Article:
A more beautiful National Planning Policy Framework?
A revised National Planning Policy Framework was published yesterday with the aim of putting ‘beauty’ at the heart of the English planning system. It was accompanied by the launch of a new National Model Design Code and ‘Office for Place’ within the Ministry of Housing, Communities and Local Government. These changes follow the new National Design Guide introduced in January. Sam Metson, Planning Partner explains what the revised NPPF means for planners, developers and promoters.
How, why and (crucially) when are buildings that are not considered to be worthy of local listing identified as NDHAs? Kate Hannelly-Brown explains the problems with non-designated heritage assets in our latest planning blog.
Following Bidwells’ spring update of the Local Plan Watch, associate and socio-economics expert, Juliet Clark, takes a closer look at how local authorities are approaching health impact assessments (HIA).
There’s currently a debate underway in the UK around where plantation forestry i.e. fast-growing timber producing forestry, fits into the voluntary carbon market system, the Woodland Carbon Code (WCC). Similar discussions are being had in other parts of the world - as globally we analyse how to deal with the climate change challenge we all face.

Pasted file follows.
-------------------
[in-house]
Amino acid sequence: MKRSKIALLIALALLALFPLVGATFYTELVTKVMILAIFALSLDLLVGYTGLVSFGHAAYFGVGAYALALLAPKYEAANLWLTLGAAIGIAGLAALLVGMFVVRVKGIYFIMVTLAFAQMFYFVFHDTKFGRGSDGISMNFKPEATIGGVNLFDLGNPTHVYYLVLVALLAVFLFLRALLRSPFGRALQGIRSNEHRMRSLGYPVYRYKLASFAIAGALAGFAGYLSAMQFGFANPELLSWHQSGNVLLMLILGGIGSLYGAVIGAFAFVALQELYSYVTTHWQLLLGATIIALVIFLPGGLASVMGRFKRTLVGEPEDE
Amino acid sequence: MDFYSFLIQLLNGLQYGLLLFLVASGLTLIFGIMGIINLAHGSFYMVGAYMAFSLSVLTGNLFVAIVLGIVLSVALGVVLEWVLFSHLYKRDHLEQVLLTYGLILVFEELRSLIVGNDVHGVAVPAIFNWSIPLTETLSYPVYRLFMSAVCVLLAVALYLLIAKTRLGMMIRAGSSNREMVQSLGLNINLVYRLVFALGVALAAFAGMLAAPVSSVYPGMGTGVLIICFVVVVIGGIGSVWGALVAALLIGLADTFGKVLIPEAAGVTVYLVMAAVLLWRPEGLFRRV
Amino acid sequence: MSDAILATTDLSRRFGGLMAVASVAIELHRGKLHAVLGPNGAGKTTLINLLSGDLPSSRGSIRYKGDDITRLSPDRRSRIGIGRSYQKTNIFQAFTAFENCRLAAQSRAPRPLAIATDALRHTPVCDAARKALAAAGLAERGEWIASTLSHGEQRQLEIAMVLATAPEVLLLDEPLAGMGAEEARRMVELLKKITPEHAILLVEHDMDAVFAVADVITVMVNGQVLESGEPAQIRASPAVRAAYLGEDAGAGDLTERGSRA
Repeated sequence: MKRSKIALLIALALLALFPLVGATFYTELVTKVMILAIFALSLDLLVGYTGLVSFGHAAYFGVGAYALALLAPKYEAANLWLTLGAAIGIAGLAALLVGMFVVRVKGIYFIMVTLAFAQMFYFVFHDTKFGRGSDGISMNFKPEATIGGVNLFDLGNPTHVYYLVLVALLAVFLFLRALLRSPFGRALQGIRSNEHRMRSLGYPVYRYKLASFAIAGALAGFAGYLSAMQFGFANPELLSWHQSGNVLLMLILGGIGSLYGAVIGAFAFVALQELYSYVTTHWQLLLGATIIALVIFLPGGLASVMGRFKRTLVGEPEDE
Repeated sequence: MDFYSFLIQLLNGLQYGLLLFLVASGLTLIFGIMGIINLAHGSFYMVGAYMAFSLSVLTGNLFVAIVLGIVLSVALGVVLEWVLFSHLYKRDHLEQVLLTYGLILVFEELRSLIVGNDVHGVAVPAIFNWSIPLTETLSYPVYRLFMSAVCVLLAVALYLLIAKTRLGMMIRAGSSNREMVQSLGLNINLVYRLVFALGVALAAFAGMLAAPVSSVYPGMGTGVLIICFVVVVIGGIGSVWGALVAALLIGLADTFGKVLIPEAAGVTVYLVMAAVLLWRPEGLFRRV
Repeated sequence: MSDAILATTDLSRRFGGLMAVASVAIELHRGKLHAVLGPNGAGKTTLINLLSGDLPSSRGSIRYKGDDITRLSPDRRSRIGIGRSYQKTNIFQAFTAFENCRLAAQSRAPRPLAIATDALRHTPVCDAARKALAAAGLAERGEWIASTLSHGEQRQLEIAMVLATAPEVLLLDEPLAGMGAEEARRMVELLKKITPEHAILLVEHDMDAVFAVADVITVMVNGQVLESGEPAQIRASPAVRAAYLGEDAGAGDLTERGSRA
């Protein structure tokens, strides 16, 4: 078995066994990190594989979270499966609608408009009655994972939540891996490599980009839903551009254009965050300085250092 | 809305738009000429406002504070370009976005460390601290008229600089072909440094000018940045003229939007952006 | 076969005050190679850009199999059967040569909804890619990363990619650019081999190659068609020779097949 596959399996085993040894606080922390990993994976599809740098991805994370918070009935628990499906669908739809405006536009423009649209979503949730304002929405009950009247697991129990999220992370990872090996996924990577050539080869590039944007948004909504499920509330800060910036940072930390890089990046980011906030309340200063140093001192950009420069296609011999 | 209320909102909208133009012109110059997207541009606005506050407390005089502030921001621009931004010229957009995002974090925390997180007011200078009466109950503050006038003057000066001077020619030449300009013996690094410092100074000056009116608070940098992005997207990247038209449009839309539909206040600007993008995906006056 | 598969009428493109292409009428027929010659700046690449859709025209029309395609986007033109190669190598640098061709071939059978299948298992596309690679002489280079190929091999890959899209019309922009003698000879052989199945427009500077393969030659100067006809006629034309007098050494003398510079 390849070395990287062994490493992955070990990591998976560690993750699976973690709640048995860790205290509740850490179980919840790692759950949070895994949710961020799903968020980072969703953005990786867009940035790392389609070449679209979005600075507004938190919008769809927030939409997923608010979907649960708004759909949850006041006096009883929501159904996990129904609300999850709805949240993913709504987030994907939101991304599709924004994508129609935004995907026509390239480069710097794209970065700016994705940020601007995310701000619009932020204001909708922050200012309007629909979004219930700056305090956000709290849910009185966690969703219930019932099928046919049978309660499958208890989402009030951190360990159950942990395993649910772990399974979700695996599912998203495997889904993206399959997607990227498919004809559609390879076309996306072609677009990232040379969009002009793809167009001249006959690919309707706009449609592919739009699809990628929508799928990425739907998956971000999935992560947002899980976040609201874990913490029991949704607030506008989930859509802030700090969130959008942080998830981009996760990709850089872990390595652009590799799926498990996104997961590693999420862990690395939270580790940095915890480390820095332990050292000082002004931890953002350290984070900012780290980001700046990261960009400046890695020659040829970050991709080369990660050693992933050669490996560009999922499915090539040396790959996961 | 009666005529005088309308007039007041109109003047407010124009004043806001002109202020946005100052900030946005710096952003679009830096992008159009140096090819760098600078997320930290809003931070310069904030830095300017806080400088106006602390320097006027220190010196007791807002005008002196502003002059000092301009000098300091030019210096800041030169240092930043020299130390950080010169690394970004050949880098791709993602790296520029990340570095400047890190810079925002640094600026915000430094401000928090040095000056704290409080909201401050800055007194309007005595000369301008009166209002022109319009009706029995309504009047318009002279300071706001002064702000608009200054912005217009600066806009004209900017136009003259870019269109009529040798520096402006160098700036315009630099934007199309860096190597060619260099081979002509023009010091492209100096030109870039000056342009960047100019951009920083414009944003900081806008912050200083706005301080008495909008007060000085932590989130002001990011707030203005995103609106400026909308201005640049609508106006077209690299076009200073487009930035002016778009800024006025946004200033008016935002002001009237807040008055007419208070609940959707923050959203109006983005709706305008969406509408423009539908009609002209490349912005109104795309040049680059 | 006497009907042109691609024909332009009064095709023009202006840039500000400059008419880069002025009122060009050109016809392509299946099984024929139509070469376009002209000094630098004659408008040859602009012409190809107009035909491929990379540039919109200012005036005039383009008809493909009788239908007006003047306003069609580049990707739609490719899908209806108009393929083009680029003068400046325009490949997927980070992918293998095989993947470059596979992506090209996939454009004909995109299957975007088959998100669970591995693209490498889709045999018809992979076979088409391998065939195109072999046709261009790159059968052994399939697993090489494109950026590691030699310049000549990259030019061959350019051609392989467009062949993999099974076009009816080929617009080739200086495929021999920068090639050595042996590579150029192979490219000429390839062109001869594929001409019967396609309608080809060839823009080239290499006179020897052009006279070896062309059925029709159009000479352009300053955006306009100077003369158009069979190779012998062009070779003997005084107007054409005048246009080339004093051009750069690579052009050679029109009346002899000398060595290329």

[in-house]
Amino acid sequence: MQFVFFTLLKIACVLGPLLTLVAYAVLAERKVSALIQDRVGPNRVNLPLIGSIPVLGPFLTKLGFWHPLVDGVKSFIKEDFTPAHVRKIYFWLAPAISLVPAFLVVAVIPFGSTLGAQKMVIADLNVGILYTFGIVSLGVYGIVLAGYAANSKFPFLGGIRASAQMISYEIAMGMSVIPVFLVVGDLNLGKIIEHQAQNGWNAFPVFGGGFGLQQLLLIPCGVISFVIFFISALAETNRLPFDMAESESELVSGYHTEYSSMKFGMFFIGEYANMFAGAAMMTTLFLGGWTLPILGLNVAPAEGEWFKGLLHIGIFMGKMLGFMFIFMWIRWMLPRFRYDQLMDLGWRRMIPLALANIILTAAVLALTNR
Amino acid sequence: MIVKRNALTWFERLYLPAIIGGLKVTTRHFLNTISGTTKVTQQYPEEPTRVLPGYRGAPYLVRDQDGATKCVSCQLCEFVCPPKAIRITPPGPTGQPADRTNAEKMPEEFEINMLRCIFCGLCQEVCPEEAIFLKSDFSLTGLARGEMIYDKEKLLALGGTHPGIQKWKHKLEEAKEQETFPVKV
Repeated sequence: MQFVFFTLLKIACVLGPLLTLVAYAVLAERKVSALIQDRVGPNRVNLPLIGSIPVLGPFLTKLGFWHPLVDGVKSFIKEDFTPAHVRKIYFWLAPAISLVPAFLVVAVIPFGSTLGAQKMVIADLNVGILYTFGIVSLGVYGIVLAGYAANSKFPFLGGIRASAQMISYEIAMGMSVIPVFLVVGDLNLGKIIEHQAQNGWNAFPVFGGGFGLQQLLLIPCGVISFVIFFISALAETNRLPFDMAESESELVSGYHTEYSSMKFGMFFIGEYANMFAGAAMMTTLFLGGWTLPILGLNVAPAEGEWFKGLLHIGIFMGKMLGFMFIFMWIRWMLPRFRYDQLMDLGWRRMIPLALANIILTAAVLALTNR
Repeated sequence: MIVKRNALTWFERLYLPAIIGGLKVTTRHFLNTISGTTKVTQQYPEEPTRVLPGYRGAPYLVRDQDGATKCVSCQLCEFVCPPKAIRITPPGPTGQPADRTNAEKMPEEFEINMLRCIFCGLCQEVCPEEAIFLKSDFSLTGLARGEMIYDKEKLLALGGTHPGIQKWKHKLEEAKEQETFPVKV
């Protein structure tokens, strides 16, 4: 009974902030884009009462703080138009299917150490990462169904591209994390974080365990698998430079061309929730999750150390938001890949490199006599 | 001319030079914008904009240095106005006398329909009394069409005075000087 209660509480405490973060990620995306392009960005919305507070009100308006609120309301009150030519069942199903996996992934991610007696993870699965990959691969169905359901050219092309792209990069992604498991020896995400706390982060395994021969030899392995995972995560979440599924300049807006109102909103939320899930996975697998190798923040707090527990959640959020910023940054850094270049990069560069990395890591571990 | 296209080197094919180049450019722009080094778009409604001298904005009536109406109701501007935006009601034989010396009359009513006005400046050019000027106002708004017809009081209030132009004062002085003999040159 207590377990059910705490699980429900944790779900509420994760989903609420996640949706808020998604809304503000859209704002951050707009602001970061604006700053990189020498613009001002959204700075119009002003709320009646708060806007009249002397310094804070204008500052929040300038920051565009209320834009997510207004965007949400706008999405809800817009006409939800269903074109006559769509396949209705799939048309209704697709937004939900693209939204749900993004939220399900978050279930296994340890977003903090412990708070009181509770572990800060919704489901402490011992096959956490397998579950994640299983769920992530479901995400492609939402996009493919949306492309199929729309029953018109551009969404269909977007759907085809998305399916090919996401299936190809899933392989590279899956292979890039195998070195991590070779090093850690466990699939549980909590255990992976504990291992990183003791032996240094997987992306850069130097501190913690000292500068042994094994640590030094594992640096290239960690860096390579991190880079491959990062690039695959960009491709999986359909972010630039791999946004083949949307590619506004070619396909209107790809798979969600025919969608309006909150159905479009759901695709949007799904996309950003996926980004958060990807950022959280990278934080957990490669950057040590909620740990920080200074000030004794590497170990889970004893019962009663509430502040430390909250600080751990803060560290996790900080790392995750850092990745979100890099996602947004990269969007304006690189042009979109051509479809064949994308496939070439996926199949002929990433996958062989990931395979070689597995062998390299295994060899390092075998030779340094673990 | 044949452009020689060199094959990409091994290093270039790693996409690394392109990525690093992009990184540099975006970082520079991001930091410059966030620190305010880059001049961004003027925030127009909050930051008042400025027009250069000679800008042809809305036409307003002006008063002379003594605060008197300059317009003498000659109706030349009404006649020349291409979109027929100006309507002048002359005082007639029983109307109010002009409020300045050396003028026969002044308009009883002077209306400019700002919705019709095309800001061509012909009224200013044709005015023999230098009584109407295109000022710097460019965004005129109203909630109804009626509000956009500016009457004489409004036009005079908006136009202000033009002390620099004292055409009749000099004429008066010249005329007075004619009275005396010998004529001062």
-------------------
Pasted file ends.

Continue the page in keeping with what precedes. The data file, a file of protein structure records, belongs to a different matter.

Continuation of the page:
A ‘blessing’ of the UK’s cool and wet oceanic climate is that it allows for the formation of peatland, fondly referred to as ‘bogs’. Peatlands are not unique to the UK but are found across the globe and on all continents. Although the highest levels are found predominately in the northern hemisphere, significant levels of peatland are also found in Indonesia, Papua New Guinea and Tasmania.